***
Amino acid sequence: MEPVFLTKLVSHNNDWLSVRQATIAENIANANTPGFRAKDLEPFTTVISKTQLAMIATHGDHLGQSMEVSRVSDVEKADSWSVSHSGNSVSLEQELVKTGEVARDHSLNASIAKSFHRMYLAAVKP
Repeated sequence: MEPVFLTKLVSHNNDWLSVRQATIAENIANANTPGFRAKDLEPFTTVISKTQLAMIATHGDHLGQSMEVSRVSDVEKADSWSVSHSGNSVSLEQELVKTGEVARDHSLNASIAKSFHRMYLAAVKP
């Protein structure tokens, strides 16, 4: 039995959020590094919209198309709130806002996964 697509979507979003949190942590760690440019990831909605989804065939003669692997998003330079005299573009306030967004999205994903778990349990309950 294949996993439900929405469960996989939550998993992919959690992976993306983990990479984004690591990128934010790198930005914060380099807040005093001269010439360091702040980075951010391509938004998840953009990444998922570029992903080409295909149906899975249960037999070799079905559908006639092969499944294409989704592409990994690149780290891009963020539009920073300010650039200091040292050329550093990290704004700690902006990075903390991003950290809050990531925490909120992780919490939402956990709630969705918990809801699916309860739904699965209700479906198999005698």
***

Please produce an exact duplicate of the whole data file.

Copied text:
Amino acid sequence: MEPVFLTKLVSHNNDWLSVRQATIAENIANANTPGFRAKDLEPFTTVISKTQLAMIATHGDHLGQSMEVSRVSDVEKADSWSVSHSGNSVSLEQELVKTGEVARDHSLNASIAKSFHRMYLAAVKP
Repeated sequence: MEPVFLTKLVSHNNDWLSVRQATIAENIANANTPGFRAKDLEPFTTVISKTQLAMIATHGDHLGQSMEVSRVSDVEKADSWSVSHSGNSVSLEQELVKTGEVARDHSLNASIAKSFHRMYLAAVKP
């Protein structure tokens, strides 16, 4: 039995959020590094919209198309709130806002996964 697509979507979003949190942590760690440019990831909605989804065939003669692997998003330079005299573009306030967004999205994903778990349990309950 294949996993439900929405469960996989939550998993992919959690992976993306983990990479984004690591990128934010790198930005914060380099807040005093001269010439360091702040980075951010391509938004998840953009990444998922570029992903080409295909149906899975249960037999070799079905559908006639092969499944294409989704592409990994690149780290891009963020539009920073300010650039200091040292050329550093990290704004700690902006990075903390991003950290809050990531925490909120992780919490939402956990709630969705918990809801699916309860739904699965209700479906198999005698």